Ecuador Culture

Ecuador Culture and Mass Media

Newspapers in Ecuador

According to EHISTORYLIB.COM, Ecuador is a country located in North America. The daily press in Ecuador has ancient origins. There are about 25 newspapers, but the spread is modest (43 newspaper excl. Per 1,000 inv., 2000). The leading newspaper is El Comercio (edition: 160,000 copies) in Quito, founded in 1906. It is considered to have great economic and political influence. The largest edition of Ecuador’s magazines is El Universo in Guayaquil. It was founded in 1921 and has 175,000 on weekdays and 290,000 on Sundays. Both of these papers refer to themselves as politically independent.

Ecuador has nearly 300 commercial radio stations. To this are added ten stations with religious profile and ten focused on culture and education. There are five private TV channels, but no state. Two additional TV channels have only regional distribution. There are 418 radio and 218 TV receivers per 1,000 residents (2000).


According to CALCULATORINC, Ecuador’s geographical and ethnic diversity has given rise to a wealth of cultures with widely differing traditions and origins. Traces of the Inca culture live on, the Spanish colonization brought European traditions and the black coastal population contributed African influences.

You don’t know much about the Andean culture in Quito before the Inca period, but the textile handicraft that the indigenous people otavalo are known for has roots from the Inca era. Spain’s colonization of Ecuador, from the 16th century onwards, brought with it Baroque architecture. The African elements are mainly noticed in dance and music.

Ecuador’s Andean music is played with string and percussion instruments as well as with different types of pan flute. With the Spaniards also came a western music tradition to the country. A legend in more modern popular music is Julio Jaramillo (“JJ”), who became famous throughout Latin America. When he died in 1978 after a hard life at only 42 years old, he was followed to the grave by several hundred thousand people. Also well known is “Ecuador’s Bob Dylan”, Jaime Guevara. In the 2010s, a lively music scene with many rock bands has emerged mainly in Guayaquil, and at the same time a domestic film production has begun to sprout: an example is Iván Mora’s film from 2012, Sin otoño, his primavera (Without autumn, without ours), which trades about young people of today’s middle class.

Art is prominent in cultural life. Internationally renowned artists are Oswaldo Guayasamín and Oswaldo Viteri. Famous authors include Jorge Icaza, who in his book Huasipungo has portrayed the difficult living conditions of the indigenous people, and Enrique Gil Gilbert who was part of the so-called Guayaquil group with writers who portrayed life on the coast from the 1930s onwards. Benjamín Carrión is best known for the Ecuadorian cultural house he created in Quito, which bears his name. Poets include Jorge Carrera Andrade and Jorge Enrique Adoum.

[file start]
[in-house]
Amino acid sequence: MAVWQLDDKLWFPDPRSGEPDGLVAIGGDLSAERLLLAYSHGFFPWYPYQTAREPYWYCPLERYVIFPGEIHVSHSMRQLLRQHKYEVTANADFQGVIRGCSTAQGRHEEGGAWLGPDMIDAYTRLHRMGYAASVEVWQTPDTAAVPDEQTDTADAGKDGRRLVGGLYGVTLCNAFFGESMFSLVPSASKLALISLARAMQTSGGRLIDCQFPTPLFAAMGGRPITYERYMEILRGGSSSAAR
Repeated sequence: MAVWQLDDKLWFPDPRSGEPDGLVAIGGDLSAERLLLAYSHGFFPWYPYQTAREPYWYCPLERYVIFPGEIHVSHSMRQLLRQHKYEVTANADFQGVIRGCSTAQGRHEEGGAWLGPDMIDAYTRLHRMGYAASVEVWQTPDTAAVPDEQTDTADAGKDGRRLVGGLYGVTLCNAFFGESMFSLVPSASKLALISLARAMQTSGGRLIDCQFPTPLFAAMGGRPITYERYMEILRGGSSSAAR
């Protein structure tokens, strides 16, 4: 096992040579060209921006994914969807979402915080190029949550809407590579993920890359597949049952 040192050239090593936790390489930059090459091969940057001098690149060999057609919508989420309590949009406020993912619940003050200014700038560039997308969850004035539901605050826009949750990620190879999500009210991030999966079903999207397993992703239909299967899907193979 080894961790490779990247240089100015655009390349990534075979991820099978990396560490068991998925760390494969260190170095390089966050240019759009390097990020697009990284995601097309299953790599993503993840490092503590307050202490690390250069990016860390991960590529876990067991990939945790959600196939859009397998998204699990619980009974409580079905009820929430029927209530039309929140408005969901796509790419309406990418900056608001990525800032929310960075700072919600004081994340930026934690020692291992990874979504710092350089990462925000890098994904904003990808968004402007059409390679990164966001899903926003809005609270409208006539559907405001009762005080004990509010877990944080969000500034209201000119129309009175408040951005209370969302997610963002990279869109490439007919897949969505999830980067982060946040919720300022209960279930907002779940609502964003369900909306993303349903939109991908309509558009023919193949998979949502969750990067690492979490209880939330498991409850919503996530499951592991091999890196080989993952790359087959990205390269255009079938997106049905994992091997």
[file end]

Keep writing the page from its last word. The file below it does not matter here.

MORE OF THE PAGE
Parliament approves constitutional amendments

The National Assembly votes for a total of 15 amendments to the constitution. The opposition that requested a referendum on the changes boycotted the session. The changes mean that the president will be able to be re-elected as many times as possible. That change, which also applies to other political items, will not come into force until 2021; Correa has said that he does not intend to set up himself in 2017. Other constitutional amendments include the defense, the media and labor law. After the vote, unrest erupts outside the parliament building, where protesters clash with police.


Continued protests against Correa

Extensive demonstrations against the government are being held for the sixth time during the year, organized by a loose association of non-profit organizations and groups representing workers and indigenous peoples. The protests include, among other things, a planned constitutional change that they fear would allow Correa to stand for re-election.

Ecuador is ordered to pay billion in damages

An arbitration panel at the World Bank, ICSID, is said to have ordered Ecuador to pay $ 1 billion in compensation to the US oil company Occidental, for canceling a contract in 2006. This is a reduction compared to a ruling in 2012, when ICSID (International Center for Mediation in investment disputes) ordered Ecuador to pay $ 1.7 billion. Correa promises to continue to fight to further reduce the amount.


Growing protests against Correa

The organization Conaie calls for “an uprising” against the president and says he no longer represents the indigenous peoples. The national organization FUT announces a general strike, which partly cripples the country.


The Pope visits Ecuador

Pope Francis comes to Quito and begins an eight-day tour of South America. It is the first time in three decades that a pope is visiting Ecuador. Nearly one million people attend when the pope holds a mass outdoor in Quito.


Changed inheritance tax creates concern

Large demonstrations are held several nights in a row in Quito, Guayaquil and Cuenca – for and against Correa. The reason is the president’s proposal to halve the limit on when inheritance tax is to be paid, to the equivalent of about SEK 285,000. In their places, the protesters clash with each other. After a week of protests, Correa temporarily withdraws the proposal, to prevent opponents from “causing more violence”.


Protests against changed labor law

Thousands of protesters around the country are protesting, among other things, planned changes in labor law. Organizers are the national organization FUT and the indigenous peoples’ organization Conaie.

Ecuador Culture

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